IJSF 4.3 Available

Volume 4, Issue 3 of the IJSF is now out.  The journal has four articles and an executive interview in this issue.  The interview is with David Taylor of UEFA by Troels Troelsen.  Here are the abstracts from this issue, and links to the papers:

In this paper,we consider whether underpaying players restricted by the reserve clause is a common practice in the three largest sports leagues in North America—the NFL, NBA, and MLB. Our results are consistent with the hypothesis that owners of professional sports teams do exercise monopsony power whenever and wherever they can. Although differences exist across the three sports, our results indicate that in general: restricted players are underpaid; when the negotiating power of players rises, owners are less able to extract a surplus; and, the greatest surplus tends to be extracted from those who create the greatest amount of value.

This paper examines the franchise values of American professional sports teams in the NBA, the NFL, and the NHL. It is argued that team franchise values depend on the ownership status of the facility in which the team plays. If a team owns its playing facility, it capitalizes the value of the facility in the team franchise value, driving the latter higher. If a team plays in a facility owned by another entity, the franchise value should be lower. The empirical evidence suggests that the franchise values of NFL and NHL teams are higher for teams that own their playing facilities. No such effect is found for NBA teams.

This study estimates a demand curve for physically aggressive play in the English Premier Football League (EPL), the highest level of professional association football (soccer) in England. Employing a league-point-maximization framework in which a team chooses its level of aggressive play as an input, optimum aggressive play is assumed to respond to its price, where price is the reduction in the probability of a win or a tie resulting from aggressive play. The results indicate that aggressive play by EPL teams, as measured by total disciplinary points, is responsive to opportunity cost for both the home and away teams in a given match, although the responsiveness of the away team is shown to be much larger than that of the home team. Therefore, EPL teams can be expected to respond to policies that are designed to reduce aggressive play through increases in the cost of such behavior, and such policies can be expected to influence the behavior of away teams more than home teams. If fans of EPL football have preferences for less aggressive play, then the league may be able to increase revenues by reducing aggression through increases in opportunity cost.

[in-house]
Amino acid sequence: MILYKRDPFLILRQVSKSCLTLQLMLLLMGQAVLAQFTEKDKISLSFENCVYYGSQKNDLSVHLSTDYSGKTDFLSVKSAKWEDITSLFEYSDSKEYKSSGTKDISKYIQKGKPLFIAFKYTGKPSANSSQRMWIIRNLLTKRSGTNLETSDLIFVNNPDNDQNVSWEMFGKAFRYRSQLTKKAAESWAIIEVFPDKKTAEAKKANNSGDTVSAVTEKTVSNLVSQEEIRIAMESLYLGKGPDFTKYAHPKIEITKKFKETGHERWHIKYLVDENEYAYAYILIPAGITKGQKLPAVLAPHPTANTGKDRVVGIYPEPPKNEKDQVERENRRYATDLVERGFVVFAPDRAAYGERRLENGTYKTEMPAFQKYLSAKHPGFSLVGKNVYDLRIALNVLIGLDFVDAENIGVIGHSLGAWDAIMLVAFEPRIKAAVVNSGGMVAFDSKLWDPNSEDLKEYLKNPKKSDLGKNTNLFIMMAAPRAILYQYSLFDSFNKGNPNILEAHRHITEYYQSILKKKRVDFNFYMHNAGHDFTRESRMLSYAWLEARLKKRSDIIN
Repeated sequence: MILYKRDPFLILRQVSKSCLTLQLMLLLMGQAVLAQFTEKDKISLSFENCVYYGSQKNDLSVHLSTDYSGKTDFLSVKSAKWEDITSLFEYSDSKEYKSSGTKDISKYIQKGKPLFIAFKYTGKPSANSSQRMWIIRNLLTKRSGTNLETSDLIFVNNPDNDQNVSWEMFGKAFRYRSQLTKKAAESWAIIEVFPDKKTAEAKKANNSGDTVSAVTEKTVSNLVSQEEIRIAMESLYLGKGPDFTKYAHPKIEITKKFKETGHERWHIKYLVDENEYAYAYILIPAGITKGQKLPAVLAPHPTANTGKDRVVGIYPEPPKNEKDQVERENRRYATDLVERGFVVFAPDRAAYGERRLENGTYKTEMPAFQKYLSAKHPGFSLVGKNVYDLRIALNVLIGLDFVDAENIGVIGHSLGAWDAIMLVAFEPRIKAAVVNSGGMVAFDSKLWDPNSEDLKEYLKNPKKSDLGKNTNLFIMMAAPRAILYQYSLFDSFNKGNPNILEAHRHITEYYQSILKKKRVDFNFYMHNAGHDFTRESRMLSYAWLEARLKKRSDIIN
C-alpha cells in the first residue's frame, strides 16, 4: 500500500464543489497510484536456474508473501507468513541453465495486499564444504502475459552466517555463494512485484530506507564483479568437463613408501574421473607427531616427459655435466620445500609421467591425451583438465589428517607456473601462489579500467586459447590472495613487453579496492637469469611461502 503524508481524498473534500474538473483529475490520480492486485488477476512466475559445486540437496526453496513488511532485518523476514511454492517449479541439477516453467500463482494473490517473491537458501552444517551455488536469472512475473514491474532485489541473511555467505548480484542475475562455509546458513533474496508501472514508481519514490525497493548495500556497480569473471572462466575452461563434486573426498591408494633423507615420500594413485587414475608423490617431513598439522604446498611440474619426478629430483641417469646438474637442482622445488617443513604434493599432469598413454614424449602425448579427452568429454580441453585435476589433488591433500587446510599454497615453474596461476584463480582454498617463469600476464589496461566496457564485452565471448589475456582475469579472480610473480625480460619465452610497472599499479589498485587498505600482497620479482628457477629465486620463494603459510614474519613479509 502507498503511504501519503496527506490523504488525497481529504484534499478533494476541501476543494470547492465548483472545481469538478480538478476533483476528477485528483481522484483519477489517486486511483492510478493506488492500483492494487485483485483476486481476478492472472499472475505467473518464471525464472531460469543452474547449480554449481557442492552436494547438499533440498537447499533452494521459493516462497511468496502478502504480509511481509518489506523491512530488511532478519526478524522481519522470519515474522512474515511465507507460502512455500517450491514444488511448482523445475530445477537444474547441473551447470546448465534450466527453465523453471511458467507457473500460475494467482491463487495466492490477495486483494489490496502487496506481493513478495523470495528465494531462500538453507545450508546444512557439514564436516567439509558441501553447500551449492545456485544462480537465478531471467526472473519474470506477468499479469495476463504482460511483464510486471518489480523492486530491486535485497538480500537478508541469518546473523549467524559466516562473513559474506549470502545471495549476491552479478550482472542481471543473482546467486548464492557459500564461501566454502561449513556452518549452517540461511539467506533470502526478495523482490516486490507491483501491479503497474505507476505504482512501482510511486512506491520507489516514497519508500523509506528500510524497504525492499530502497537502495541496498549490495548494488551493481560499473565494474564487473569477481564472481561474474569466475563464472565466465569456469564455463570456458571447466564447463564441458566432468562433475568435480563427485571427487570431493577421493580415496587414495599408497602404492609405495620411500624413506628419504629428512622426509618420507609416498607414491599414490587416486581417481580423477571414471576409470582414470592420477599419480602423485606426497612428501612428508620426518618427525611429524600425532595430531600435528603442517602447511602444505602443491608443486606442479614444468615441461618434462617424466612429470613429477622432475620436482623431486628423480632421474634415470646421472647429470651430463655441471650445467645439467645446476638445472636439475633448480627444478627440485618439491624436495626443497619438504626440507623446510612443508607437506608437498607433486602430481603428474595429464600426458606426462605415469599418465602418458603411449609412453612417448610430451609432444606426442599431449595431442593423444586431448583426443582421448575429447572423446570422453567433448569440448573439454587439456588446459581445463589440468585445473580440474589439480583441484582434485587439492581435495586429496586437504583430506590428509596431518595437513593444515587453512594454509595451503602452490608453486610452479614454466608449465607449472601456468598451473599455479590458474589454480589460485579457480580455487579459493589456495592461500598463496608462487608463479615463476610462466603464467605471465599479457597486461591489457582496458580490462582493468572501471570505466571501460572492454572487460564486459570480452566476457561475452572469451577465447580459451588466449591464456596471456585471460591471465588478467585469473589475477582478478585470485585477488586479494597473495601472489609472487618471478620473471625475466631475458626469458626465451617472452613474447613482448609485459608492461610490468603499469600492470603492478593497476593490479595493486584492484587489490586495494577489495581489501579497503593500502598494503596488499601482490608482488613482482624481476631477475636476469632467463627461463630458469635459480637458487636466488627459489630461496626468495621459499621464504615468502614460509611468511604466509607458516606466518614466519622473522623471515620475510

In this theoretical analysis, we try to find out what the impact is of pooling and sharing, and not just the sharing of broadcast rights, on the competitive balance in a sports league. We are using a simplified 2-club non-cooperative Nash equilibrium model with the hiring of talent as the only decision variable. The conclusion is that the individual sale of broadcast rights, combined with a pure performance-related sharing arrangement of the money, offers the best guarantee for an improvement of the competitive balance.

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